I know you’re eager for all the suffering to end. Right. This. Second. But God doesn’t want us to get too comfortable in a place that isn’t our real home. We only have to rest for a little while longer.
It doesn’t make sense, does it? I know that you’re trying to make sense of why you’re still alone. Why no one has wanted you. Why no one has touched you. Why no one has dared utter your name—except to criticize you or order a cheeseburger and fries combo meal. You’re not trying to be haughty or self-centered. You just want to know: God, why not me? And God, why her?
Despite what many Christians will tell you (or imply), it's actually okay to feel empty. You're not less of a Christian because you can't see, hear, or feel God right now...even if that "right now" period lasts for a while. It isn't our job as believers to conjure up emotions that don't exist.
I felt weary and distant from God, and I felt apathetic about my circumstances. I know that feeling a certain way isn’t necessarily a choice...but following our feelings is a choice. And it has consequences.
It’s not sinful for you to feel un-Christmassy. It’s okay if you believe you’ve lost your Christmas spirit. You can’t force yourself to feel a certain way, but you can force yourself to focus on the truth about Christmas. And if you’ve lost your Christmas spirit, maybe you’ve been looking for it in the wrong place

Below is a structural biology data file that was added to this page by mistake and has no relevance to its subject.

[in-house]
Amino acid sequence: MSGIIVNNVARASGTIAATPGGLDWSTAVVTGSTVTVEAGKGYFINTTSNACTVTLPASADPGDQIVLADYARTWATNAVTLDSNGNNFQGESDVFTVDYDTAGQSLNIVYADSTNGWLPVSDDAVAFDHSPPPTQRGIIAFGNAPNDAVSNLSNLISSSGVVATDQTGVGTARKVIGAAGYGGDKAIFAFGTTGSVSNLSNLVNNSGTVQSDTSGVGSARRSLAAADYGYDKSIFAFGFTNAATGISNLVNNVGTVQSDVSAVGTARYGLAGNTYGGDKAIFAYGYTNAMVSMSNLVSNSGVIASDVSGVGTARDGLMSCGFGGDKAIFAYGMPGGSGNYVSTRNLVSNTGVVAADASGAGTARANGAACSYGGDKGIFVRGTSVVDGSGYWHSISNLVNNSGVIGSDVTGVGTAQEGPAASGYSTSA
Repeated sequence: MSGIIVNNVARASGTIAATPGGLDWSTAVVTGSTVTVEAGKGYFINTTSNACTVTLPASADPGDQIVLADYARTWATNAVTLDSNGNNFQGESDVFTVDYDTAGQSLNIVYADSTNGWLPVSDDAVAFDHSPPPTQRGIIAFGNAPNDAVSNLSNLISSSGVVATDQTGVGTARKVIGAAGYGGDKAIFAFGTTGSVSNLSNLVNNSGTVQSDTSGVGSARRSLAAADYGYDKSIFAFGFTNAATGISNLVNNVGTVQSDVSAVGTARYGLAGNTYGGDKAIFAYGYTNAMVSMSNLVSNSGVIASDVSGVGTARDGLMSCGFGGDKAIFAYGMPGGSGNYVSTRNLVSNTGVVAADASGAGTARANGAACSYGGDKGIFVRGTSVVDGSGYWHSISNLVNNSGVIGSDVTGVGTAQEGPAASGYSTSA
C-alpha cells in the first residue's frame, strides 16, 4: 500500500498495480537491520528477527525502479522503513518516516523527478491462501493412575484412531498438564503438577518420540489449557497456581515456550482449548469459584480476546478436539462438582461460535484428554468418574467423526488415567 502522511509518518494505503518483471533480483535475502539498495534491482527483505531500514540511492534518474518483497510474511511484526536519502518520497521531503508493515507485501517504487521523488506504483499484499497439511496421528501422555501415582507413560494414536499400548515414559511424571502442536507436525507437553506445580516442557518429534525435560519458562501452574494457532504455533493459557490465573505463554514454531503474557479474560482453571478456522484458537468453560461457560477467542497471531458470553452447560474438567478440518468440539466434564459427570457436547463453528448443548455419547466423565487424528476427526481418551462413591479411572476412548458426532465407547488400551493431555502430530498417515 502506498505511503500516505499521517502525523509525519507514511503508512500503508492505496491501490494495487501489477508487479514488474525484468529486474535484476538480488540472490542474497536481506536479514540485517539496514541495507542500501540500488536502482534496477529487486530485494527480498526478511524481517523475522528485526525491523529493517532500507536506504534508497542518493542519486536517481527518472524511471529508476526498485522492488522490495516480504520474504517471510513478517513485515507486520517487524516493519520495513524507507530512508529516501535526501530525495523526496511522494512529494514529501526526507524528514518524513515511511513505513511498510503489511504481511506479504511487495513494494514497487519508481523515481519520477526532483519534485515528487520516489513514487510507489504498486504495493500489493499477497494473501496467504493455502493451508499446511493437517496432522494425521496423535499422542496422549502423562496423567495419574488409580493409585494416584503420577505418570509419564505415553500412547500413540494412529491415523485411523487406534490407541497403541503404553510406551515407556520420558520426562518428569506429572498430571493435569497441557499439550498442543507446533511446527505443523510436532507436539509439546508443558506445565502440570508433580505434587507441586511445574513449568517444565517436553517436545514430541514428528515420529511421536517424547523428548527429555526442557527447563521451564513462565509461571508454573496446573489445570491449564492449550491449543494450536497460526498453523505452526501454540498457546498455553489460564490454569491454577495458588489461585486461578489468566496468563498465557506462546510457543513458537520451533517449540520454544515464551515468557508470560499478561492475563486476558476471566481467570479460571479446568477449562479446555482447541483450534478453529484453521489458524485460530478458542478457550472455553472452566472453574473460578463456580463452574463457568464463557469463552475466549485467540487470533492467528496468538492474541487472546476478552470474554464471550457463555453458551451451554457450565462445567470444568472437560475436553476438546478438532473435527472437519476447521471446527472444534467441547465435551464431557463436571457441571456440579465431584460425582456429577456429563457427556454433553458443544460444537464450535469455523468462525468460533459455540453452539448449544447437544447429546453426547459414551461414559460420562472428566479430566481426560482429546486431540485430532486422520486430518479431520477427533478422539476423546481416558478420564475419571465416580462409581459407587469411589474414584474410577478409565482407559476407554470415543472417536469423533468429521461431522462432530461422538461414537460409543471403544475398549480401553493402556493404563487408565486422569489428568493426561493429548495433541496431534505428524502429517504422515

I drove away from our church pondering the reality that I may never see my youth pastor or his family again. I can’t remember specific events that impacted me so much, but I do know that he and his family impacted my church and desired to draw us toward Christ. Are goodbyes supposed to be this hard?
Thankfully, I haven’t had to endure many goodbyes. I said goodbye to my grandfather before he passed away, I said goodbye to a close friend when she moved to another state, and I said goodbye to my sister when she headed off to college.
But now my home is taking a temporary trip to a distant land called “college.”